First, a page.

What Is Antibiotics?

Antibiotic: A drug used to treat infections caused by bacteria and other microorganisms. Originally, an antibiotic was a substance produced by one microorganism that selectively inhibits the growth of another. Synthetic antibiotics, usually chemically related to natural antibiotics, have since been produced that accomplish comparable tasks.

Unlike previous treatments for infections, which included poisons such as strychnine, antibiotics were labelled "magic bullets": drugs which targeted disease without harming the host. Antibiotics are not effective in viral, fungal and other nonbacterial infections, and individual antibiotics vary widely in their effectiveness on various types of bacteria. Some specific antibiotics target either gram-negative or gram-positive bacteria, and others are more wide-spectrum antibiotics. The effectiveness of individual antibiotics varies with the location of the infection and the ability of the antibiotic to reach this site. Oral antibiotics are the simplest approach when effective, with intravenous antibiotics reserved for more serious cases. Antibiotics may sometimes be administered topically, as with eyedrops or ointments.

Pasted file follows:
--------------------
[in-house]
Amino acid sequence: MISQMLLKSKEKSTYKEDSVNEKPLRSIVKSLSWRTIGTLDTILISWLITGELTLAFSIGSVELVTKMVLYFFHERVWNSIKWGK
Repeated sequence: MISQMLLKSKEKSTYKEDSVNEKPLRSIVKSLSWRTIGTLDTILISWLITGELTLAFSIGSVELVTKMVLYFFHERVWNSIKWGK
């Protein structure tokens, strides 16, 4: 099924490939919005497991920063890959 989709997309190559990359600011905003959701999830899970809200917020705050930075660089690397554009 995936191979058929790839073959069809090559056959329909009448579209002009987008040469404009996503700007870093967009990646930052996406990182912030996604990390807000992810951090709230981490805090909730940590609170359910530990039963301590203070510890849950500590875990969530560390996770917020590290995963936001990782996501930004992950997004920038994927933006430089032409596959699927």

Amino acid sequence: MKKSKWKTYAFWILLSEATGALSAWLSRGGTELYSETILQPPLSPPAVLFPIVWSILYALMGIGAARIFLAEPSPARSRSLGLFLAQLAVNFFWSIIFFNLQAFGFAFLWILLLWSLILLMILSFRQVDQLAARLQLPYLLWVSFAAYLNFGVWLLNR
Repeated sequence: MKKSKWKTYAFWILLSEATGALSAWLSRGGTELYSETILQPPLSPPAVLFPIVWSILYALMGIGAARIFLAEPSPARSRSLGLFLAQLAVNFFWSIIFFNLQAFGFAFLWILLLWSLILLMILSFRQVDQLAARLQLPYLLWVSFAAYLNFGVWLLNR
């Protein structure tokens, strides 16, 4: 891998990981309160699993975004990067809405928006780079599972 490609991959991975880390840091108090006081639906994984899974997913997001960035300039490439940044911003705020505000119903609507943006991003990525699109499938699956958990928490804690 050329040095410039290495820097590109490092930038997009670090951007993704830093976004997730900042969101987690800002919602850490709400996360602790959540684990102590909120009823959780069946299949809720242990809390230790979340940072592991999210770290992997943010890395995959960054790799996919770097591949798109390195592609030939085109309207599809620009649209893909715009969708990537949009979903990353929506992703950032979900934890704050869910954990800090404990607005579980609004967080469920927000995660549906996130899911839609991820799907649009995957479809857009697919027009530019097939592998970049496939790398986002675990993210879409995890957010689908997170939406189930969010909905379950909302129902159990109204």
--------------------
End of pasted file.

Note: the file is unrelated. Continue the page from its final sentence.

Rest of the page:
The first antibiotic was penicillin. Such penicillin-related antibiotics as ampicillin, amoxicillin and benzylpenicilllin are widely used today to treat a variety of infections - these antibiotics have been around for a long time. There are several different types of modern antibiotics and they are only available with a doctor's prescription in industrialized countries.



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